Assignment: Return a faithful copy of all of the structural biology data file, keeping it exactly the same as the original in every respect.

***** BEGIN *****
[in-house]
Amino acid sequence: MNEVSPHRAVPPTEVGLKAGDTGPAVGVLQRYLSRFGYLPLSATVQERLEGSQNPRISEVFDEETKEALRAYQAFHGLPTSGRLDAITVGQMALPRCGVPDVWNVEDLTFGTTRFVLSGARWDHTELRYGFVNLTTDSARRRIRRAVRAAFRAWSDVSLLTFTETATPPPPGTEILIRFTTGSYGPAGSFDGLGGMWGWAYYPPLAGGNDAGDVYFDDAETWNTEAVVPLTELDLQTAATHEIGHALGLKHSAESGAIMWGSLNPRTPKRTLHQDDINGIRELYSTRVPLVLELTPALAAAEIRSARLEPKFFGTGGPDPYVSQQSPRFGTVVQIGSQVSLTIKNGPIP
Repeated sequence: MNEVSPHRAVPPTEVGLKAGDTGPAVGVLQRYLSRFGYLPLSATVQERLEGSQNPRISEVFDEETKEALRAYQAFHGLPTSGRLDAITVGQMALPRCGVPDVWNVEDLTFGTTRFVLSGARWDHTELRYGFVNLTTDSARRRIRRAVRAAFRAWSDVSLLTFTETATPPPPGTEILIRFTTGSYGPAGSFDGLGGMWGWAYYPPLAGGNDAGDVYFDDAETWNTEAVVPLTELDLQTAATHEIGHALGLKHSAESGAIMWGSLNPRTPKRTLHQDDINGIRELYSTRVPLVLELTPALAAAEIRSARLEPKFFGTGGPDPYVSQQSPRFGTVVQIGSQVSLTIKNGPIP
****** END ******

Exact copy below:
[in-house]
Amino acid sequence: MNEVSPHRAVPPTEVGLKAGDTGPAVGVLQRYLSRFGYLPLSATVQERLEGSQNPRISEVFDEETKEALRAYQAFHGLPTSGRLDAITVGQMALPRCGVPDVWNVEDLTFGTTRFVLSGARWDHTELRYGFVNLTTDSARRRIRRAVRAAFRAWSDVSLLTFTETATPPPPGTEILIRFTTGSYGPAGSFDGLGGMWGWAYYPPLAGGNDAGDVYFDDAETWNTEAVVPLTELDLQTAATHEIGHALGLKHSAESGAIMWGSLNPRTPKRTLHQDDINGIRELYSTRVPLVLELTPALAAAEIRSARLEPKFFGTGGPDPYVSQQSPRFGTVVQIGSQVSLTIKNGPIP
Repeated sequence: MNEVSPHRAVPPTEVGLKAGDTGPAVGVLQRYLSRFGYLPLSATVQERLEGSQNPRISEVFDEETKEALRAYQAFHGLPTSGRLDAITVGQMALPRCGVPDVWNVEDLTFGTTRFVLSGARWDHTELRYGFVNLTTDSARRRIRRAVRAAFRAWSDVSLLTFTETATPPPPGTEILIRFTTGSYGPAGSFDGLGGMWGWAYYPPLAGGNDAGDVYFDDAETWNTEAVVPLTELDLQTAATHEIGHALGLKHSAESGAIMWGSLNPRTPKRTLHQDDINGIRELYSTRVPLVLELTPALAAAEIRSARLEPKFFGTGGPDPYVSQQSPRFGTVVQIGSQVSLTIKNGPIP